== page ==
So for ‘narcissistic personality disorder’ to develop, usually there have been great violations to this optimal parenting mode that I’ve just described. There’s been a great deviation from that. And I’m now going to go into what that parenting style sort of looks like and how it operates.

So the narcissistic parent, or the ‘narcissist,’ invariably produces narcissistic children. Because the ‘narcissist’ relates to his or her child as an extension of themselves . . . What that means is that the child is not seen for who they are, but the child is seen for what they can do for the parent: how they can fulfill the parent’s dreams; how they can comfort the parent; how they can help the parent regulate their own emotions. So the child’s natural Self-expression is stifled, in exchange for what the parent demands or wants of the child. And there’s two main ways that this occurs. The first main way is that the child is put down; the child is repeatedly put down in their expression of themselves. So their feelings, their emotions, if they manifest a weakness, a vulnerability — that is crushed, that is humiliated, that is invalidated, or that is ignored. So the child does not actually get any accurate mirroring or echoing of their internal mental state. And they’re given the message that what you think, what you feel, your vulnerabilities, are unimportant to me, or they distress me, they make me feel anxious, they upset me, I do not want you to express these things. Because for the narcissistic parent, the child is a product for the parent’s consumption, and the parent is very easily taken off track by the child’s spontaneous expression.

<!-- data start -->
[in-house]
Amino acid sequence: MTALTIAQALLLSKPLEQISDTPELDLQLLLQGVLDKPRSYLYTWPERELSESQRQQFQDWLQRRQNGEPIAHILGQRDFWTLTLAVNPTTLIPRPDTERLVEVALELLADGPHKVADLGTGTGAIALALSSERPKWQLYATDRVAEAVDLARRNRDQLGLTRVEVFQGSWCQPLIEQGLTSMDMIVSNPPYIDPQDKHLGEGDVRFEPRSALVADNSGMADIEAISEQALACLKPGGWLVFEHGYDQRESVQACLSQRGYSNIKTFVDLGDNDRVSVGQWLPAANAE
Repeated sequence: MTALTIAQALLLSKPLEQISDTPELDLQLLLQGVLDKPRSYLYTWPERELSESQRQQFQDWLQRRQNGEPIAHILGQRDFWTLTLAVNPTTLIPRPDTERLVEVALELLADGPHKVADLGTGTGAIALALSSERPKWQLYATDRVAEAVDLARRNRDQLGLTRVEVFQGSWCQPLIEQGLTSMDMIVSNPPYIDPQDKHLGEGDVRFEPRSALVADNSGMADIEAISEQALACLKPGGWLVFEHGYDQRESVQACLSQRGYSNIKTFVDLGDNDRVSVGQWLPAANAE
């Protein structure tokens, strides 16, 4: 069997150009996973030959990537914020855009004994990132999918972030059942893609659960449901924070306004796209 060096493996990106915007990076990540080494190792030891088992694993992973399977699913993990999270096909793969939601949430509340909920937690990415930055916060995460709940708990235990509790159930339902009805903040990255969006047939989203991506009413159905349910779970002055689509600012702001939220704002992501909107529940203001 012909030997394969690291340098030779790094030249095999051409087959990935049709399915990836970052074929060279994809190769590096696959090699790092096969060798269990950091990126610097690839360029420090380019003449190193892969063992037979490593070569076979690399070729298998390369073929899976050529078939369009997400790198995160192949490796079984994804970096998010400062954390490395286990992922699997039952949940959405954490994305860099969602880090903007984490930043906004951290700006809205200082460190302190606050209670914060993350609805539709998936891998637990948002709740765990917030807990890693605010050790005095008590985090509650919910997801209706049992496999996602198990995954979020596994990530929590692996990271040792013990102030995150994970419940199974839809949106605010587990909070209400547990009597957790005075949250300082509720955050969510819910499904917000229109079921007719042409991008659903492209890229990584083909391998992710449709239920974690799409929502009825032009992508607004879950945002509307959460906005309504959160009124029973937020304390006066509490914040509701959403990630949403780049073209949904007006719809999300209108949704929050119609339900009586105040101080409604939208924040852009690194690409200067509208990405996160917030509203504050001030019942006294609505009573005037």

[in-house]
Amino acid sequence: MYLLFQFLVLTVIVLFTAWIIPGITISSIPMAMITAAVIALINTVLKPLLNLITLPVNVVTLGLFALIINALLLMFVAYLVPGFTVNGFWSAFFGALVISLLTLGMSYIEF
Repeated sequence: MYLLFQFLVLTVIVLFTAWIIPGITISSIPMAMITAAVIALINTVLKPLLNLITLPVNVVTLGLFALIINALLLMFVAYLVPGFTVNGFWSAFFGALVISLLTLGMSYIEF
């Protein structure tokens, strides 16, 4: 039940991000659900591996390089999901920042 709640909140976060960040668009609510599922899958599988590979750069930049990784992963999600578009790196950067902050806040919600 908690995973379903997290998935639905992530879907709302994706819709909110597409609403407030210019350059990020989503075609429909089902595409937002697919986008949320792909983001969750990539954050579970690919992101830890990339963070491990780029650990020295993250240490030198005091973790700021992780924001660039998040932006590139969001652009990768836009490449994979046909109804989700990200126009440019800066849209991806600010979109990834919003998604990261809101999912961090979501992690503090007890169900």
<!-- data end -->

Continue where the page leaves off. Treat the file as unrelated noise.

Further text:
So the first way that children are injured narcissistically, which predisposes them to develop a narcissistic personality structure or ‘disorder,’ is through their spontaneous Self-expression being humiliated, rejected,  ignored, or all of the above. The second way that produces a narcissistic injury in the child, that predisposes them to become narcissistic themselves, is that the child is idealized, the child is put up on a pedestal, the child is excessively praised, but for very specific attributes, for very specific things that the child can do which provides the parent with a sense of esteem, with a sense of gratification. So the child may be pushed for example to learn a musical instrument, or they’re praised for their athletic ability, or for their ability to be a star, or for their physical attractiveness. And the narcissistic parent selectively praises and values this aspect of the child, because the child is an extension of themselves, so this creates — this feeds into the narcissistic need for self-aggrandizement, for greatness . . . And those parts of the child that aren’t so great in the parents’ eyes — the vulnerability, the tears, the tantrums, the failures that children sometimes go through — are dealt with either very harshly, and the child is humiliated or put down, or the child is ignored. So in both of these combinations of parenting styles — either a humiliation, a rejection, or ignoring, or an excessive praise and admiration — the child learns that in order for me to get my parents’ affection, the affection of my primary caregiver, I need to be, in a sense, this false Self that my parents want me to be. So I have to manifest these qualities that make my parents feel good and make them give me praise and give me some sort of love.